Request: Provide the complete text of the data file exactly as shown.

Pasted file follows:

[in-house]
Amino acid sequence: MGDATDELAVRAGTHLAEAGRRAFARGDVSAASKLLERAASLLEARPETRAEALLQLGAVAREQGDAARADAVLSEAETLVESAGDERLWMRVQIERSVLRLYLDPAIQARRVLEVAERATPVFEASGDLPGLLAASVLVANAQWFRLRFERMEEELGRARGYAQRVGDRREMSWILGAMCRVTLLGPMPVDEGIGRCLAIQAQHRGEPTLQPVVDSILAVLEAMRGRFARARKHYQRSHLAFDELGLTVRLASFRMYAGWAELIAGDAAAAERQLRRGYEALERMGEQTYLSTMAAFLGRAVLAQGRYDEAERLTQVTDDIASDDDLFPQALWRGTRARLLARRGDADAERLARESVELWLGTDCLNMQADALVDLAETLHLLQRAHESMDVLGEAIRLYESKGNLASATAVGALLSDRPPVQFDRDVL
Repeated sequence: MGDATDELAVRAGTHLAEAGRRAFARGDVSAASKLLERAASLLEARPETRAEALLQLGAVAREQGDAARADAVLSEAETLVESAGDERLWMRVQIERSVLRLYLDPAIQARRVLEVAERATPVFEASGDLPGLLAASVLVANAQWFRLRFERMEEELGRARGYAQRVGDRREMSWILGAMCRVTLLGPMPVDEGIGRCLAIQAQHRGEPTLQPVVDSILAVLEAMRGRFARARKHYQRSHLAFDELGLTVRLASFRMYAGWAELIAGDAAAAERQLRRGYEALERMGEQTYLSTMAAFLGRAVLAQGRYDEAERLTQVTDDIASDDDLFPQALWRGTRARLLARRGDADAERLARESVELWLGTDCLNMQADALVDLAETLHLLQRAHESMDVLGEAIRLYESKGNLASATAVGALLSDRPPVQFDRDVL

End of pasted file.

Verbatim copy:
[in-house]
Amino acid sequence: MGDATDELAVRAGTHLAEAGRRAFARGDVSAASKLLERAASLLEARPETRAEALLQLGAVAREQGDAARADAVLSEAETLVESAGDERLWMRVQIERSVLRLYLDPAIQARRVLEVAERATPVFEASGDLPGLLAASVLVANAQWFRLRFERMEEELGRARGYAQRVGDRREMSWILGAMCRVTLLGPMPVDEGIGRCLAIQAQHRGEPTLQPVVDSILAVLEAMRGRFARARKHYQRSHLAFDELGLTVRLASFRMYAGWAELIAGDAAAAERQLRRGYEALERMGEQTYLSTMAAFLGRAVLAQGRYDEAERLTQVTDDIASDDDLFPQALWRGTRARLLARRGDADAERLARESVELWLGTDCLNMQADALVDLAETLHLLQRAHESMDVLGEAIRLYESKGNLASATAVGALLSDRPPVQFDRDVL
Repeated sequence: MGDATDELAVRAGTHLAEAGRRAFARGDVSAASKLLERAASLLEARPETRAEALLQLGAVAREQGDAARADAVLSEAETLVESAGDERLWMRVQIERSVLRLYLDPAIQARRVLEVAERATPVFEASGDLPGLLAASVLVANAQWFRLRFERMEEELGRARGYAQRVGDRREMSWILGAMCRVTLLGPMPVDEGIGRCLAIQAQHRGEPTLQPVVDSILAVLEAMRGRFARARKHYQRSHLAFDELGLTVRLASFRMYAGWAELIAGDAAAAERQLRRGYEALERMGEQTYLSTMAAFLGRAVLAQGRYDEAERLTQVTDDIASDDDLFPQALWRGTRARLLARRGDADAERLARESVELWLGTDCLNMQADALVDLAETLHLLQRAHESMDVLGEAIRLYESKGNLASATAVGALLSDRPPVQFDRDVL